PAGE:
Home owners that practice green habits such as using eco-friendly light bulbs and planting drought-tolerant gardens will keep a little more green in their bank accounts when it’s time to pay those utility bills.
In many states, such as South Carolina, the home construction industry is learning that potential home buyers want eco-friendly upgrades even if it means paying a bit extra. That’s a good thing since South Carolina’s online journal “The State” reports new building codes that will ensure new homes are more energy efficient than ever before.
You don’t have to live in South Carolina to make your home eco-friendly. Here are five tips I use that can help you make your home and pocket greener.
The Right Window Coverings
The right window coverings help keep your home cool in the summer and warm in the winter. Window treatments made from natural material, such as bamboo, organic cotton or hemp can offer you an eco-friendly, modern style. Consider a site like Blinds.com blinds for unique, contemporary and simple styles that provide you with privacy and light control. I always try to avoid plastic materials that can lower indoor air quality. If you have to have plastic blinds, I prefer ones made from PVC-free material. Polyvinyl Chloride, commonly known as PVC, can cause health problems and infect the environment if not properly disposed of!
Low Emissivity Glass
Sometimes even the highest-quality window coverings won't keep out the chill, and that means it's time to replace those old single-pane windows. Window replacement is one of the most expensive projects a homeowner can undertake — I know — but it also has one of the greatest rewards. Look for double or triple pane windows with warm edge spacers, low emissivity glass or windows with a layer of argon gas sandwiched between the double panes. High quality windows like these can save up to 15 percent off the top of your utility bill, according to Real Estate Closure.
Saving Water With Low-Flow Show Heads
Save water by updating all your home’s fixtures to energy efficient models. This gives you a chance to redecorate and update old models, too! Low-flow shower heads, toilets and faucets conveniently reduce water use with no daily efforts on your part. The EPA estimates that the U.S. could save 74 billion gallons of water each year if just one in every 10 homes switched to fixtures with the EPA-approved WaterSense label. Be the one!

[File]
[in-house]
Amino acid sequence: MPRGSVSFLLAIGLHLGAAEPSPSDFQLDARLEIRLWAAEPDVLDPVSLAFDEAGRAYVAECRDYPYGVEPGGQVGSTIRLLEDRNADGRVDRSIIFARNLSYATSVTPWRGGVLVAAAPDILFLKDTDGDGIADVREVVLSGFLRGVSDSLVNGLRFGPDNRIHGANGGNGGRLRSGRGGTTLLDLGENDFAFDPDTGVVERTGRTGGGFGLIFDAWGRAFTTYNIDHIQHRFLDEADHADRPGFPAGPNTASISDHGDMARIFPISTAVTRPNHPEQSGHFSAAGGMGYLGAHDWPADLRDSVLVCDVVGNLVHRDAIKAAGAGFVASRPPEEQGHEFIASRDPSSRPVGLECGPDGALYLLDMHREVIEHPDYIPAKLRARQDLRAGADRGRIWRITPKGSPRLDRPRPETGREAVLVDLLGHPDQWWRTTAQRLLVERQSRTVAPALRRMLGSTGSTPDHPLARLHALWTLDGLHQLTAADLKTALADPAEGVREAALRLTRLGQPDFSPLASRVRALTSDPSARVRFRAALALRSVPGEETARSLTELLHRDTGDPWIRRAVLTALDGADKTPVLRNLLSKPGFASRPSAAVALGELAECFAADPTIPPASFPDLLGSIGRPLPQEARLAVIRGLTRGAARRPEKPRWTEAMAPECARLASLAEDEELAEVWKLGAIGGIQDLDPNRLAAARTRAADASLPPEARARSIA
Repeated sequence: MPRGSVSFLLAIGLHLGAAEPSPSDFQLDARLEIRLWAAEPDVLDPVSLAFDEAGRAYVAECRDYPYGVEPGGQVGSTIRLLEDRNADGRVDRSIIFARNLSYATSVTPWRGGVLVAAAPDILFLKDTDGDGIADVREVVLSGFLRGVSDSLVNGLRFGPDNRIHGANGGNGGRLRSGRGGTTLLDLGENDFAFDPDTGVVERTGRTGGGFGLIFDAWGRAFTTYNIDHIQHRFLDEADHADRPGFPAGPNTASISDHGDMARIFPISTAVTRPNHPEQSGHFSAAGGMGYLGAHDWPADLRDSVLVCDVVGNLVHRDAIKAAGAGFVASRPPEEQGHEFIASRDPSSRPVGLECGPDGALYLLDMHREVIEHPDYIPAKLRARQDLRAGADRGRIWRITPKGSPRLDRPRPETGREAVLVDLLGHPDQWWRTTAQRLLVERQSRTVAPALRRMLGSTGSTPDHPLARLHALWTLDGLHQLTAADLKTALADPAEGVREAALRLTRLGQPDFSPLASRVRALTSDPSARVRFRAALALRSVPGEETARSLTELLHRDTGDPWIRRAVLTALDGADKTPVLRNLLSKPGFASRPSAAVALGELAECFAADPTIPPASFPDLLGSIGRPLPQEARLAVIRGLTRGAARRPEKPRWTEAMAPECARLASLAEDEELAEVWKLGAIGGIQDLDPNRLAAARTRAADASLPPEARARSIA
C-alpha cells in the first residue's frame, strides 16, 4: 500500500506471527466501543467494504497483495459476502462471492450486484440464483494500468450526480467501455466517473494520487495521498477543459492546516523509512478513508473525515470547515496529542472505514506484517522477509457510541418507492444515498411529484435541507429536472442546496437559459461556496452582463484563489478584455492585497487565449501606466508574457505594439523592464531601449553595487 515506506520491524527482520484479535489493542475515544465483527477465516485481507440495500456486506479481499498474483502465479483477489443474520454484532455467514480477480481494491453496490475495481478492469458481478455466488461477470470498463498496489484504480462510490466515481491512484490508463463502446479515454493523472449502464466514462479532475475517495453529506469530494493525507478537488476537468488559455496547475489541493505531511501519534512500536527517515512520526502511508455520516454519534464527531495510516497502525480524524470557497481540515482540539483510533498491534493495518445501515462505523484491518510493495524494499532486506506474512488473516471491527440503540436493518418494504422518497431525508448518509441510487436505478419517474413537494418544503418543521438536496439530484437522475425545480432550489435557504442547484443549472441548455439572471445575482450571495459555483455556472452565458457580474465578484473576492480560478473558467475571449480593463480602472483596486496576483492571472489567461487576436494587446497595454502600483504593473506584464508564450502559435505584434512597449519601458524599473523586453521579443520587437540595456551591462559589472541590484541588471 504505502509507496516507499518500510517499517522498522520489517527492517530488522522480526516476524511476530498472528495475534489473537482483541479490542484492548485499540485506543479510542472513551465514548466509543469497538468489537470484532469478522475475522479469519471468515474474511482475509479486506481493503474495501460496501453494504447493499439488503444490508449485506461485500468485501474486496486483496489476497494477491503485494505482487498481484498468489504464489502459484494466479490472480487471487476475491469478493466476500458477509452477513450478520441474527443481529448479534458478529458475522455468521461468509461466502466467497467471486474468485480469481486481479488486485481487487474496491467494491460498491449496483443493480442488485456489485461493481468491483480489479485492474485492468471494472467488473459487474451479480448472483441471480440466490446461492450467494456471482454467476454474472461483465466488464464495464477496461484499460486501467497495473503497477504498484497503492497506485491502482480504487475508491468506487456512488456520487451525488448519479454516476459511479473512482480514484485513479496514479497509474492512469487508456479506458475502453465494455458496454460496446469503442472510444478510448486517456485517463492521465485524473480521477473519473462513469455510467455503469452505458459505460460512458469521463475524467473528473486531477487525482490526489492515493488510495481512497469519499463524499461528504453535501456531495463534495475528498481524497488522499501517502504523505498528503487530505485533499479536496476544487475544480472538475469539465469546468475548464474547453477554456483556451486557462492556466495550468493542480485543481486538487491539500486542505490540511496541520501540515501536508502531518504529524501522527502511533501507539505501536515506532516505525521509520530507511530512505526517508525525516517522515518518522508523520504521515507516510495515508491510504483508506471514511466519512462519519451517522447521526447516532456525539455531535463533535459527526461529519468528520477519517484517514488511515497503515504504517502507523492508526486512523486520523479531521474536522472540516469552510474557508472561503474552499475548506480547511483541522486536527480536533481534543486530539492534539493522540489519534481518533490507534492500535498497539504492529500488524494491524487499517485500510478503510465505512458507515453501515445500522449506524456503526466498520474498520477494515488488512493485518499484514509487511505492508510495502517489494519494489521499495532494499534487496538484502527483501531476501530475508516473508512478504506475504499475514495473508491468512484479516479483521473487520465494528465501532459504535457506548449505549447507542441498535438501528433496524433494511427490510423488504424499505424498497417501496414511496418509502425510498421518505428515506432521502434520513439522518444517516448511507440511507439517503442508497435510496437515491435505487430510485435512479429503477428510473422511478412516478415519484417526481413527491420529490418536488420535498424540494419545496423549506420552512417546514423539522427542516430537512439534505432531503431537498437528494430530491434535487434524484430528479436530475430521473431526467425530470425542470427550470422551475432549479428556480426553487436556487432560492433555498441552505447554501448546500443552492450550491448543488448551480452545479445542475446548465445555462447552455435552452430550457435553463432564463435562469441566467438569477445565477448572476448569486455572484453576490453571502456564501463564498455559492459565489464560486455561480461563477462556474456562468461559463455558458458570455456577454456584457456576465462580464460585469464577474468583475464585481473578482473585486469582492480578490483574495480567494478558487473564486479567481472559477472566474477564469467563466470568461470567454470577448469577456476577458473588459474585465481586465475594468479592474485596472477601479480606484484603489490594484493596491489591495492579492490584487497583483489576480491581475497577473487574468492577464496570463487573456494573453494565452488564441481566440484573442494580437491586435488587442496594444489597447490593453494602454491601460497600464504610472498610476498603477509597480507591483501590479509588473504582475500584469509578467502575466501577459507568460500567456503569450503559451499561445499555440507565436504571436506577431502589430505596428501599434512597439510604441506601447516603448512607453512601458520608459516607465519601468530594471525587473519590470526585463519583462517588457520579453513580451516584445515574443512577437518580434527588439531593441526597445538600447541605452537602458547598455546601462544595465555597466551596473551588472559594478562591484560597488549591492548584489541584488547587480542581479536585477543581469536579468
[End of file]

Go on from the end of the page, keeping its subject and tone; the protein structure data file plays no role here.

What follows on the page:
Setting the Right Temperatures
Everyone knows they should limit use of their air conditioner and furnace to save energy — so get in the habit of setting the cooler to 78 in the summer and the heater to 68 in the winter. Replacing filters and attending to regular maintenance will also help you save. The life of an air conditioner is 12 to 15 years. How long has it been since you got a new one? If you’re running a system that’s seen better days, you’re not only wasting energy and money, you may be creating poor air conditions inside your home.
Don’t miss the point. Gutting a completely functional kitchen to build a trendy green masterpiece actually goes against the tenets of eco-friendly construction. Do upgrade energy-sucking appliances with energy efficient ones. Do replace damaged or non-functional surfaces with sustainable, non-toxic products like wood, concrete, environmentally safe paint, recycled tile, or PVC-free linoleum and carpet made from recycled water bottles. Don't lose sight of your goal!
Going green is the right thing for the environment; it saves you money and adds value to your home. But the thought of a major, expensive remodel is daunting for most homeowners; I completely understand. Start your “greenovation” by taking steps that make sense; if the water heater needs replacing, replace it with an Energy Star appliance. Use the money you save on utility bills to purchase an energy-efficient refrigerator or water-saving drip irrigation system for the garden. Small savings will add up quickly, allowing you to make bigger and better changes all through the house.
Author: Nicholas Gibson: Nick is a blogger and social media expert who is passionate about recycling and sustainable living. He reduces his carbon footprint by biking to work and shopping at consignment shops.